He’d run at least a quarter mile before finally slowing down to read the bit of parchment.
Although he hated to admit it, his haste, for once, caused trouble. He needed to go all the way to City’s Center, and it was much too far on foot. He should’ve checked earlier, he sighed, and in fact he’d have to run back home to get himself a mount. As he wandered back up to the house he found his mother standing outside the gates with two saddled Ardock. Amelia was nowhere in sight, and was most likely off throwing a tantrum someplace or another.
“Two Ardock?” Pine blinked.
“I’m sending Tora with you.”
As if on cue, the Cakumi woman exited the manor, buttoning up a black vest. She smiled at Pine and bowed slightly as she walked towards them. She was of a likeness to all their other servants, though she was smaller, and slightly lighter of color. She was also Duran’s wife, the second-in-command of their servants, and his nanny. Though he knew he should feel smothered by that fact, he didn’t at all mind Tora, and loved her as well as his mother.
“Be safe,” Mistress Demasa told them, kissing Pine on the brow.
At that, they mounted the horned creatures and set off towards the market. It felt nice to have errands to do and a pouch full of coins, even if they weren’t really his to spend. The jingling was pleasantly comforting.
The further they walked from the core areas of High Block, the smaller the estates became, and the more congested the traffic was on the roads. Soon, the regal, red-shingled roofs and plaster walls turned to abodes of stone and muddy brick, though these smaller homes were still exuberant in size and had been considered for their aesthetics. Most High Block homes were ringed by high walls or raised walks, though these became gradually lower as they got further and further from the palace. Every once in a while, they would pass another of those grand homes; those properties had land that could swallow five other estates, and walls that could keep out even the most determined human thief.
The clamor of merchants was growing steadily louder, and the gaudily colored tents soon popped into view. The watchmen didn’t bat an eyelash as they passed through Central’s gates. High block sat a hundred feet over Maurodon’s most bustling marketplace. The pathway from High block’s gate was not so steep, though it wound back and forth so that one could see a great portion of it from above as the descent was made. The crowd was filled with all kinds, humans and furfolk and featherfolk, and though fewer in number, those of the river. Though his mother would always take his hand or his reins at this point, Tora didn’t feel the need and simply rode closer to him.
It seemed as if all things were happening at once, over and over again. There were people pushing towards stalls or browsing the wares or weaving about in fierce determination…and then there were those who constantly rammed others with merchandise carts. There was the constant clink of coins, of items being dropped into bags, opening crates, the clopping of hooves, the assorted voices of both humans and pack creatures.
City Center was a large, flat area filled with plazas and tall, level-roofed sandstone buildings. Garishly colored tents spun of Ardock wool assumed the center of each open area and the walls of all the permanent establishments. The long-time merchants, like the butchers and blacksmiths, had all been around for as long as Pine could remember. The walkways were done in a wide variance of materials, be they sandstone or slate or stone or glass. All were done in a masterly fashion and had been there from the time of the first kings. There was much maintenance on them, and tiles had certainly been replaced, but Pine could almostfeelthe essence of the first masons within them. Though the buildings of City’s Centerappearedold, they were all relatively new, having been gutted, or in some cases destroyed, and then rebuilt multiple times in the last several hundred years. The heat and moisture was never good for their structures.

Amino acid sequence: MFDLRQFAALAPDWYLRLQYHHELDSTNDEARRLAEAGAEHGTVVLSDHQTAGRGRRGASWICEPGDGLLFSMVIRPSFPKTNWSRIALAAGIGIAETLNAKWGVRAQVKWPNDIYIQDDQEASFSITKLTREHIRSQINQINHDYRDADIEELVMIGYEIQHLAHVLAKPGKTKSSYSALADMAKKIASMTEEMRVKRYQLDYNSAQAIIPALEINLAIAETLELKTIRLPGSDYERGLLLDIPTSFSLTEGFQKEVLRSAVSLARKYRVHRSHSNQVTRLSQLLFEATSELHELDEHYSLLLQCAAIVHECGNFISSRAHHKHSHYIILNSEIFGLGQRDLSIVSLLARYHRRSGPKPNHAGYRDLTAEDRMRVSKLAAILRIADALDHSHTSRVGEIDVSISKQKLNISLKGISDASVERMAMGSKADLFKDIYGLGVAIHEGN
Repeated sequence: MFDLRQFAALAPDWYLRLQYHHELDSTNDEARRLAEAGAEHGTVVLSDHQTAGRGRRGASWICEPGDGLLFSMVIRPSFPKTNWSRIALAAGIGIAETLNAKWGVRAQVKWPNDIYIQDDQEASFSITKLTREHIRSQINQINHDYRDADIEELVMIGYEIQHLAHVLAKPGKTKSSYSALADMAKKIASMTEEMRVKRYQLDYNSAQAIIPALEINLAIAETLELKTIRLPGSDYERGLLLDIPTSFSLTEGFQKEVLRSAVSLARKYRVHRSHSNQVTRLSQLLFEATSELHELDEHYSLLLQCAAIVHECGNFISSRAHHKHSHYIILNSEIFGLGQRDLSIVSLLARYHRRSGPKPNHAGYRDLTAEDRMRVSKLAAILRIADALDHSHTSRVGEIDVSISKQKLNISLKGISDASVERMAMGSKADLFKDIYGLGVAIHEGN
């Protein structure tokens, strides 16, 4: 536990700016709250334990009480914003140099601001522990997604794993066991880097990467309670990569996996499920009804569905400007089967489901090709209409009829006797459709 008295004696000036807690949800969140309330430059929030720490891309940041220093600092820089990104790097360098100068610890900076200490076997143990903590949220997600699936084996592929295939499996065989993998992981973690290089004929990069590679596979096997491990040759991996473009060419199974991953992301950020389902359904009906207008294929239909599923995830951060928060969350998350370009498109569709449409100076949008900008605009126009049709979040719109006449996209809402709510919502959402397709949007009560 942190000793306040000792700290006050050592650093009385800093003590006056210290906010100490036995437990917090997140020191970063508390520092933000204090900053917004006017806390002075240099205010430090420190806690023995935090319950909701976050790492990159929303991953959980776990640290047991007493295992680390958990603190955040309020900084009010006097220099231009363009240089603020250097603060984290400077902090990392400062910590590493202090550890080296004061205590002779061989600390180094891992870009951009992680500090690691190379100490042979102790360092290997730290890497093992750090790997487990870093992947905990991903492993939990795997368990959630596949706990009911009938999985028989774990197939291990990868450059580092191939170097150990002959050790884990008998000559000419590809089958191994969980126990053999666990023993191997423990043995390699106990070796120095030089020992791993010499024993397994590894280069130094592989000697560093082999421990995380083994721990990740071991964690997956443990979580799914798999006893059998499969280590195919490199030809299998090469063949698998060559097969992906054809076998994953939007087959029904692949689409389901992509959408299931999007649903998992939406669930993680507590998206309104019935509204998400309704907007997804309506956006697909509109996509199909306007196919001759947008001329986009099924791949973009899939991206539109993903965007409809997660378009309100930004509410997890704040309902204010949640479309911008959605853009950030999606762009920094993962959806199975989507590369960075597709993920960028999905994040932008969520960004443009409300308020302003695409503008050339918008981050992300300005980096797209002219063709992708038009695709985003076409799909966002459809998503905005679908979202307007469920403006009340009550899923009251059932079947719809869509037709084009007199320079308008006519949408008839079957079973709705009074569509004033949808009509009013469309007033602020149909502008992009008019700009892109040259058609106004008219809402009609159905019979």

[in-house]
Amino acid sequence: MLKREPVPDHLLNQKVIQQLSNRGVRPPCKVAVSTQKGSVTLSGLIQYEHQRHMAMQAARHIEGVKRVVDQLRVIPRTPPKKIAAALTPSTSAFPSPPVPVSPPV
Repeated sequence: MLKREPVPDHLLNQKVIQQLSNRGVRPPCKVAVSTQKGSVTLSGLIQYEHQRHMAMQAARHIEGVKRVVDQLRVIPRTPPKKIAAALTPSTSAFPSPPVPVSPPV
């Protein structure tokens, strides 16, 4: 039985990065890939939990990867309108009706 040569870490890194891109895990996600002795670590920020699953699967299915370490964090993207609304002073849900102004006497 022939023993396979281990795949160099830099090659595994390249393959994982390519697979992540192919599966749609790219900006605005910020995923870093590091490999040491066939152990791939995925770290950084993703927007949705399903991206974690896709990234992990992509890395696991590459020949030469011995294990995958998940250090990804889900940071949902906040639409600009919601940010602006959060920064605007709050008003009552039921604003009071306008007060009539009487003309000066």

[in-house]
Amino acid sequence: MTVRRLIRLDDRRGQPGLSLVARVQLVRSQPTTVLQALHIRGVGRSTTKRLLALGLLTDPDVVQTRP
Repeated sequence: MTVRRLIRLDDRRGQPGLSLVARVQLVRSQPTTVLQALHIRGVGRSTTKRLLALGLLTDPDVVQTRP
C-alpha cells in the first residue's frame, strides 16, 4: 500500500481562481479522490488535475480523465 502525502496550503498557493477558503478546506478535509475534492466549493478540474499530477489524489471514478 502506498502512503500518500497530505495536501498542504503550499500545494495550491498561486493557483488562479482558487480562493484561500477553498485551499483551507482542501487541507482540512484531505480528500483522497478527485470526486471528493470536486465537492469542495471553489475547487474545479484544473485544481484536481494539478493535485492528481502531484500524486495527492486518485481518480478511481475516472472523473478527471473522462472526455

At its epicenter was what Pine believed to be the largest fountain in all Maurodon; a gargantuan feature with exquisitely carved marble statues and jets of water that seemed almost bewitched in their force. The depicted figures were extremely well known in their own communities, but it was largely dominated by Fahlhari culture. Pine himself was Fahlhari, and he always felt proud to see it. Standing tallest was the likeness of Idinaria, her arms outstretched. She wore a flowing gown and had flowers in her hair. There was a war hammer at her back, with carvings so intricate they must’ve taken a lifetime to produce. Upon her head was a crown of feathers and at her neck was a dense, crescent-shaped amulet, its jewel setting a brilliant star. Pine was always stricken when he saw her likeness. She was the creator of their world, of everything, of life.
Next to Idinaria, the other figures seemed so much less grand. But nonetheless, surrounding the world’s mother were prominent figures of their history. Beneath her right hand was Diadonnas Audant, the first king of Maurodon, with his great sword. Beneath her left hand was Bandellear Audant, the first All-King of Falahr and namesake of Maurodon’s palace. There were more figures that surrounded the world mother, though Pine cared for them much less and couldn’t always place names to their marble renderings. Heroes of Amukai and Cakumi legend were also featured, as well as one who was Onhai.
After spending a while ogling at the fountain, Tora finally decided that it was time to move on to business. With a sigh, he agreed and took another sidelong glance at the world mother.